GraphQL is a hot topic at the moment in the front end development community. This short post will hopefully give you insight into why we have used GraphQL at Ditto Music and also how I have queried our GraphQL API in the React layer. First let me start with a bit of background.
Currently, once Ditto customers or artists login to their account area, they can view stats about how they are performing. They can see things like how many streams they’ve had split by store or country and how much money they have earned in the last 6 months. This page is very slow and can even crash if an artist with lots of sales accesses it. We had three main goals in mind while improving/rebuilding this area of the website.
- Improve the page speed/performance
- Split the sales area out of the existing PHP monolith system into microservices
- Surface the data with a better UX (using graphs instead of tabular data)
The big one here is splitting out a rather large part of Ditto’s system into microservices. As interesting as this was, I won’t go into too much detail here - that’s for another time.
sales data in the image above is all fake
We made the decision quite early on to migrate all the sales data over from a MySQL database and into ElasticSearch. That way we could rapidly query massive amounts of data more efficiently. We could then sit our GraphQL API inbetween ElasticSearch and our .NET Core Web Application, which served as our UI. The diagram below shows the new microservice architecture.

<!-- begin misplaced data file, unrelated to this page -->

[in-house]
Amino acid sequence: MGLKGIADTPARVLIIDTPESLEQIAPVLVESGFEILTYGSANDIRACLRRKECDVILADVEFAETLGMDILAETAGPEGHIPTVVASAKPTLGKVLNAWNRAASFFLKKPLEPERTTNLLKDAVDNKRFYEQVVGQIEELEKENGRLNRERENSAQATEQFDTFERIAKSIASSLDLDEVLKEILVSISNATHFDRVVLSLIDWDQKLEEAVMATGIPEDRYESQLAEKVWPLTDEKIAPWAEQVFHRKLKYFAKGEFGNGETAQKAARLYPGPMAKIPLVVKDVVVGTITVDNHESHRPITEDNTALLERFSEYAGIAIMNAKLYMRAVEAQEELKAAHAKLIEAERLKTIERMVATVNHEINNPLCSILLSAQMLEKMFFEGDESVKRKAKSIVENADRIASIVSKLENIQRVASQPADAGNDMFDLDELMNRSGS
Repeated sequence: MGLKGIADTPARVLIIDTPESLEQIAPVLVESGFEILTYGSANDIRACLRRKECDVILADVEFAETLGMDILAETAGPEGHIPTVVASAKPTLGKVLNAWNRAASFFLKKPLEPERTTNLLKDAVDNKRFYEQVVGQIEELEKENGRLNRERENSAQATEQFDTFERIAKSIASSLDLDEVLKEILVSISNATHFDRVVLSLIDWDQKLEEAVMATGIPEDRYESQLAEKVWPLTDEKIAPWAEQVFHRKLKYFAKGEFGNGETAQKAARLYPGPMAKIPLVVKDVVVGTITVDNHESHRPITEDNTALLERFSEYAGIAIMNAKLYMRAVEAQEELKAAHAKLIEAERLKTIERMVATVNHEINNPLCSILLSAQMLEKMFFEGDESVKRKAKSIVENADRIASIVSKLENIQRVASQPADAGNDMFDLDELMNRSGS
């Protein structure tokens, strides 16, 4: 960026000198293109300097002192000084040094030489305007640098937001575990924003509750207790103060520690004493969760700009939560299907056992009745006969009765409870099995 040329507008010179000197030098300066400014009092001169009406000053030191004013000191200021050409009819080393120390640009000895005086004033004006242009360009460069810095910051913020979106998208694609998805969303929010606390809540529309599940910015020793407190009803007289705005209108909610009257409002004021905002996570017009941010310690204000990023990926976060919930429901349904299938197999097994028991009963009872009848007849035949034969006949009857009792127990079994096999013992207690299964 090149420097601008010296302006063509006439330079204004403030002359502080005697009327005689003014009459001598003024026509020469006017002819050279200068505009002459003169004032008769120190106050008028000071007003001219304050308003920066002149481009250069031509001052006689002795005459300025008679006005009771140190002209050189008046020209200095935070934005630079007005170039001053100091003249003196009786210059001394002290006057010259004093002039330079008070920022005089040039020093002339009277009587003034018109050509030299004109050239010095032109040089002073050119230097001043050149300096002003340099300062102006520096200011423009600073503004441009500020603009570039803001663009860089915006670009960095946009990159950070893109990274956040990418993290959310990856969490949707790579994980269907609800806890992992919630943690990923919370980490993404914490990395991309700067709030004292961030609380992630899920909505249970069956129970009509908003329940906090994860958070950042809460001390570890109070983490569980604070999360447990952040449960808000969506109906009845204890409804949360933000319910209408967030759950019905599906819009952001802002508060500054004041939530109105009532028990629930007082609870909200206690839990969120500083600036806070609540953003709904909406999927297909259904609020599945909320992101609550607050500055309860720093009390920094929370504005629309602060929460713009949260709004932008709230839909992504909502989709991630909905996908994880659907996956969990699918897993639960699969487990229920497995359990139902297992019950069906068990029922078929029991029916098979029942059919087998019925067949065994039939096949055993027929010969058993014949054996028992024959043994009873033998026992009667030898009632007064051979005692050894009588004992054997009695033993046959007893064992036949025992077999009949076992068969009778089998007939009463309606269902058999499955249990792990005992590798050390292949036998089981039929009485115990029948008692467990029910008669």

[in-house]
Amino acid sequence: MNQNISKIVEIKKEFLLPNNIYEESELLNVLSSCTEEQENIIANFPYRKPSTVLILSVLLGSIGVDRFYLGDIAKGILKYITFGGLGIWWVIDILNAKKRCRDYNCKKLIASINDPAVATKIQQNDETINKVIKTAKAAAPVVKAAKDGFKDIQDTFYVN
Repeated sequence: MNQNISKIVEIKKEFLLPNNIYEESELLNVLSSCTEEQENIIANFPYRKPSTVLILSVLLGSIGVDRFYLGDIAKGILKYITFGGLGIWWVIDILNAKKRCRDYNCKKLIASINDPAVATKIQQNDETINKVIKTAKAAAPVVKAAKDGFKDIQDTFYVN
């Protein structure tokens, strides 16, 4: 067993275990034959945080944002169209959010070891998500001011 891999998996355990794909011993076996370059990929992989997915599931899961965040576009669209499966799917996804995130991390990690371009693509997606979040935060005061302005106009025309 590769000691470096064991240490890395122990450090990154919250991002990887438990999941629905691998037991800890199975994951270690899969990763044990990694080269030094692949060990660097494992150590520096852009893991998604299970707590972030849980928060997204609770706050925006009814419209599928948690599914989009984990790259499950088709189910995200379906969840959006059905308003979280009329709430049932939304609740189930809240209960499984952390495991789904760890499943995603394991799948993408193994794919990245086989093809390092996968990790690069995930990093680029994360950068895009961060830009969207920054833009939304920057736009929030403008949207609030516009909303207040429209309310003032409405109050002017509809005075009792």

The main reason we use GraphQL is probably the same reason you do or why you want to. It provides a nice way of gathering data from several different data sources without writing your own complicated API methods that become very specific. It also massively speeds up development once setup too. Our UI can query the same endpoint over and over with different queries and get back data in all different shapes. It meant we could build quite a lot of our graph components by simply adjusting the queries we sent up to the API.
In the React layer I have used Apollo Client and React Apollo to allow me to query our GraphQL API. To tell the truth it would have taken so long to break all this down in a blog post so if you are interested and want to learn more about Apollo in React then feel free to check out the code. The example repository includes the following.
- A NodeJS server running Apollo
- Basic React client
- A React component which uses React Apollo to fetch data from the GraphQL API
- Jest tests for the React component
We use GraphQL at Ditto Music to query massive amounts of data in ElasticSearch and existing legacy data stores. GraphQL provides a nice way to get all the different shapes of data we need for the pretty graphs in our UI. I made a repo demonstrating how the React layer works which includes how to test it using Jest and a GraphQL API using Apollo https://github.com/surf66/apollo